Mishandled Deregulation Caused California's Energy Crisis
2 February 2001 By Stentor Danielson
Pretty much everyone can agree that California's electrical system is a mess. Tuesday was the 15th day of Stage 3 alert, which means the possibility of "rolling blackouts" as utilities are unable to supply enough power to meet Californians' demand. Meanwhile, the companies and the state are running out of funds to buy more electricity from out-of-state.
On Monday, President Bush appointed Vice President Dick Cheney to head an energy task force that will examine the situation in California. At the same time, Bush indicated his thinking on the situation. First, he made the observation that only California can fix the problem. But he followed with a tenuous segue into his plan for increasing domestic fossil fuel production, as if the California crisis somehow justified his larger energy policy. The two actually have little in common.
Bush is correct in placing the solution to the energy crisis in the hands of California. Though they may disagree on whether California's energy market was underregulated or overregulated, commentators on both sides of the debate agree that the present situation stems from the 1996 deregulation legislation. A federal bailout cannot change the law; only the California State Legislature can do that.
Bush and other conservatives are also right in not giving up on California's experiment in deregulation. Consumer advocate and former Green Party presidential candidate Ralph Nader has jumped back into the spotlight, urging re-regulation. Others states, such as Nevada and Arkansas, have begun to have second thoughts about deregulating after seeing the problems in California.
The examples of Pennsylvania, New England and Australia indicate otherwise. These places deregulated properly, creating energy markets that functioned as markets should, leading to cheaper and more efficient energy production. What we see in California is pretend deregulation, deregulation laced with stipulations that prevent the market from adjusting to change as it should.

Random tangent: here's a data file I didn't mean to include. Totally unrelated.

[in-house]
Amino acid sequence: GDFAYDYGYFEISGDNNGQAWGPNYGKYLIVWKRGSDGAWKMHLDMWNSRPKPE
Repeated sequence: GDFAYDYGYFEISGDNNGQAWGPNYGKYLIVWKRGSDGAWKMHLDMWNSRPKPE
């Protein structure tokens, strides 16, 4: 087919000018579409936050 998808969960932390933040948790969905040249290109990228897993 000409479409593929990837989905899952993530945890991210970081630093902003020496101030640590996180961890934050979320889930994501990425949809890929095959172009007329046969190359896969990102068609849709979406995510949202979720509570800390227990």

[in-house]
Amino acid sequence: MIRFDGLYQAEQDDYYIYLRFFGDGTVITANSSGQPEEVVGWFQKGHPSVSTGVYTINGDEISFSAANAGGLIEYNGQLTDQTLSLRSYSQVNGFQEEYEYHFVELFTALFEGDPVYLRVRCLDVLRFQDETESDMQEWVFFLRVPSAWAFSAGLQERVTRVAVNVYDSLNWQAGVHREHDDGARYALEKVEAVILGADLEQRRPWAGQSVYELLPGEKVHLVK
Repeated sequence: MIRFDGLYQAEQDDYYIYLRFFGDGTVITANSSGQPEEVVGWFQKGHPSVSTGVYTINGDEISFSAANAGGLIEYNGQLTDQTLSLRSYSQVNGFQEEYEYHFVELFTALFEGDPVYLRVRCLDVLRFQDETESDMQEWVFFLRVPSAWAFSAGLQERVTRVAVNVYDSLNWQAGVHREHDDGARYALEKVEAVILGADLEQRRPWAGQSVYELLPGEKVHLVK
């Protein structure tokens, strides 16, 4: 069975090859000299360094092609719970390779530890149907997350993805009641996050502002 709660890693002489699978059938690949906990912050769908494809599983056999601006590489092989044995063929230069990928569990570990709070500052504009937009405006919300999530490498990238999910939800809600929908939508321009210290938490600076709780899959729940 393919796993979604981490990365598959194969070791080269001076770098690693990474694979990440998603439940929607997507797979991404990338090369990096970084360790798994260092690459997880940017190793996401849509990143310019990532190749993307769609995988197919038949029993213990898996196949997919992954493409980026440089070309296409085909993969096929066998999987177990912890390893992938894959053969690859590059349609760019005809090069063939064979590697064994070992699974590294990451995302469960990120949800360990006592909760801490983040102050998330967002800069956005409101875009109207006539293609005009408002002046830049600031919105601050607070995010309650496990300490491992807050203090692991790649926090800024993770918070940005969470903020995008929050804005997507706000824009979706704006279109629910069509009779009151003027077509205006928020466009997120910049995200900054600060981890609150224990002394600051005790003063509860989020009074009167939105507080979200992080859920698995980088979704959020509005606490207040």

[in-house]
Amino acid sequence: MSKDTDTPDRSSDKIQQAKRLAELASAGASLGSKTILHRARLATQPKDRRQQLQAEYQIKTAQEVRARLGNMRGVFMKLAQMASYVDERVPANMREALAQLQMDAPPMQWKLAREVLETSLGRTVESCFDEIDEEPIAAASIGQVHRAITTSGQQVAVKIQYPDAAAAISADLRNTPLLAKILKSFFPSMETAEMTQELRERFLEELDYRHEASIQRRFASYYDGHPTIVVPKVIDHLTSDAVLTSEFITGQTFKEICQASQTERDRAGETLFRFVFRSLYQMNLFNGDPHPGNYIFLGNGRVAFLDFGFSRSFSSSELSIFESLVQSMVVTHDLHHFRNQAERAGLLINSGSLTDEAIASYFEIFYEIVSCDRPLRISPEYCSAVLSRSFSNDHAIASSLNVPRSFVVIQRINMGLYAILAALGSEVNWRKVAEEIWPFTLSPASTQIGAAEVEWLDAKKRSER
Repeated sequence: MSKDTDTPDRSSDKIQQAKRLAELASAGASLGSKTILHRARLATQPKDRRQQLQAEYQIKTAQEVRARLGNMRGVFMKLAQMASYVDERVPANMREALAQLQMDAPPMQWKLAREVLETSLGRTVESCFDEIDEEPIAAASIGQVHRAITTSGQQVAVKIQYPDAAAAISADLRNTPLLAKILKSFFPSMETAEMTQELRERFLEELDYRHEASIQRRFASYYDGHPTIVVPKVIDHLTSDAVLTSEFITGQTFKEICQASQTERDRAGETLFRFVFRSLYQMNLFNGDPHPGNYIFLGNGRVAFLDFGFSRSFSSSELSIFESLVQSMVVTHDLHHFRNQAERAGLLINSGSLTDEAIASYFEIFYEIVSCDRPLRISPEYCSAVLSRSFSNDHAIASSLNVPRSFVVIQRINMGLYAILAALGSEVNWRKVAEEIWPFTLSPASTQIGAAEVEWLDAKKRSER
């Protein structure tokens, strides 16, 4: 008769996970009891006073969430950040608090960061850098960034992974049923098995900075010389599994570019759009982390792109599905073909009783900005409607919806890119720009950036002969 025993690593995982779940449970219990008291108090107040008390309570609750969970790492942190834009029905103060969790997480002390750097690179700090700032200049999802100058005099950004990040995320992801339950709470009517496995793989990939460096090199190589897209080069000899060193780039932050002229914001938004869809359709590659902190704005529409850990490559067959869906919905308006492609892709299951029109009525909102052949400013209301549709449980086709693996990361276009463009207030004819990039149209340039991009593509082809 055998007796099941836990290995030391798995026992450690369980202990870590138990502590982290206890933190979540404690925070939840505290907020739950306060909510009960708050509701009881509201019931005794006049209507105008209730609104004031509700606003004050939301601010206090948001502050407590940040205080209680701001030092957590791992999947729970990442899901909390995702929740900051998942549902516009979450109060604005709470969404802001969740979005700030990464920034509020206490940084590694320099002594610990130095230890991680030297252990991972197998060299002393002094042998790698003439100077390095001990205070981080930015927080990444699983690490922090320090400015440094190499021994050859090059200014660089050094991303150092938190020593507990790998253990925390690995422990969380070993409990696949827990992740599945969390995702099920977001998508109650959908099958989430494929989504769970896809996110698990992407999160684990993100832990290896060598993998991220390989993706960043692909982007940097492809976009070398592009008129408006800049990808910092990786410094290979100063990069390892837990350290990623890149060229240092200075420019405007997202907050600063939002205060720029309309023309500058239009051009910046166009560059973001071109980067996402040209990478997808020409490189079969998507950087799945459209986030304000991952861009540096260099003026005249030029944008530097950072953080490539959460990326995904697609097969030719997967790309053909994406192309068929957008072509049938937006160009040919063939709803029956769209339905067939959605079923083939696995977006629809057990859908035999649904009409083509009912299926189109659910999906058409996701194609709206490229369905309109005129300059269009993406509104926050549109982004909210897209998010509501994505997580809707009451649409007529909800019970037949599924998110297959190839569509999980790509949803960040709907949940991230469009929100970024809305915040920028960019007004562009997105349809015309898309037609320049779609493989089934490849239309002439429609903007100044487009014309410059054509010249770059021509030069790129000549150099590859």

Bush has taken this opportunity to plug the centerpiece of his energy plan, increasing domestic fuel production. Most controversially, this would involve drilling in the Arctic National Wildlife Refuge. This is not the place to go into the rights and wrongs of such drilling. What is important to realize is that no amount of Alaskan oil would address the real problems with California's energy crisis.
Bush casts the problem as too little supply (the connection to the drop in oil production orchestrated by the Organization of Petroleum Exporting Countries (OPEC) is implied) for too great a demand. But the problem lies in the process it takes to get electricity from the plant to the consumer, not the amount of fuel the plants have to work with. California's crisis is a result of a lack of prophetic ability on the part of legislators, and the conditions imposed by the pretend deregulation.
Certain factors could not be anticipated when deregulation legislation was written. The foremost is the booming economy of the past few years, fueled by the rise of the electrically-powered Internet. When legislators were planning deregulation, they anticipated possible oversupply problems. But the advent of e-business cranked up electricity demand far beyond what anyone would have expected in 1996.